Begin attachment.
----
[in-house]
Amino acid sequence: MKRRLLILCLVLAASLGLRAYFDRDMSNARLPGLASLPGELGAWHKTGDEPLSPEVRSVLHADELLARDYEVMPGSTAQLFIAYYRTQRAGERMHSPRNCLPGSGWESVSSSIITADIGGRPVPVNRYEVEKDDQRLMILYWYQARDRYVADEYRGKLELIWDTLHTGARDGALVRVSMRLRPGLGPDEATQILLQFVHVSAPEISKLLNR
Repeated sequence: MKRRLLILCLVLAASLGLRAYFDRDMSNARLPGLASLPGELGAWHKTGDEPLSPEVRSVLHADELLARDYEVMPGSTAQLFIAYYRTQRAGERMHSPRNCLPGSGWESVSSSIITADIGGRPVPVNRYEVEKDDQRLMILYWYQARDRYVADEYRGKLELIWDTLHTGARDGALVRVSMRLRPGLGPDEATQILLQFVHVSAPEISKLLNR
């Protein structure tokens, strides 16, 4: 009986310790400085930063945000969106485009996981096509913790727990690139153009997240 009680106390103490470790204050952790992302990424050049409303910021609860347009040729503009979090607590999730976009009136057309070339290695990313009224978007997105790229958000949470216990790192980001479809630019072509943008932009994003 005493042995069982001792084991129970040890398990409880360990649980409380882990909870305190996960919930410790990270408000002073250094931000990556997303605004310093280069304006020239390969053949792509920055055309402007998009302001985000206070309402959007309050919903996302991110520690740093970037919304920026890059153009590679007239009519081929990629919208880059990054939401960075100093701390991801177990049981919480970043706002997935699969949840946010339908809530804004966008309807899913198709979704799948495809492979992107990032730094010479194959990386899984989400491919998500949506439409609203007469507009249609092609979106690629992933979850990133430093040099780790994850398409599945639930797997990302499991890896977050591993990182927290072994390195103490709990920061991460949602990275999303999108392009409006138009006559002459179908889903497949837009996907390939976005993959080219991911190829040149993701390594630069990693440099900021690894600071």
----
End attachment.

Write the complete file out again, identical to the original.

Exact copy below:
[in-house]
Amino acid sequence: MKRRLLILCLVLAASLGLRAYFDRDMSNARLPGLASLPGELGAWHKTGDEPLSPEVRSVLHADELLARDYEVMPGSTAQLFIAYYRTQRAGERMHSPRNCLPGSGWESVSSSIITADIGGRPVPVNRYEVEKDDQRLMILYWYQARDRYVADEYRGKLELIWDTLHTGARDGALVRVSMRLRPGLGPDEATQILLQFVHVSAPEISKLLNR
Repeated sequence: MKRRLLILCLVLAASLGLRAYFDRDMSNARLPGLASLPGELGAWHKTGDEPLSPEVRSVLHADELLARDYEVMPGSTAQLFIAYYRTQRAGERMHSPRNCLPGSGWESVSSSIITADIGGRPVPVNRYEVEKDDQRLMILYWYQARDRYVADEYRGKLELIWDTLHTGARDGALVRVSMRLRPGLGPDEATQILLQFVHVSAPEISKLLNR
């Protein structure tokens, strides 16, 4: 009986310790400085930063945000969106485009996981096509913790727990690139153009997240 009680106390103490470790204050952790992302990424050049409303910021609860347009040729503009979090607590999730976009009136057309070339290695990313009224978007997105790229958000949470216990790192980001479809630019072509943008932009994003 005493042995069982001792084991129970040890398990409880360990649980409380882990909870305190996960919930410790990270408000002073250094931000990556997303605004310093280069304006020239390969053949792509920055055309402007998009302001985000206070309402959007309050919903996302991110520690740093970037919304920026890059153009590679007239009519081929990629919208880059990054939401960075100093701390991801177990049981919480970043706002997935699969949840946010339908809530804004966008309807899913198709979704799948495809492979992107990032730094010479194959990386899984989400491919998500949506439409609203007469507009249609092609979106690629992933979850990133430093040099780790994850398409599945639930797997990302499991890896977050591993990182927290072994390195103490709990920061991460949602990275999303999108392009409006138009006559002459179908889903497949837009996907390939976005993959080219991911190829040149993701390594630069990693440099900021690894600071």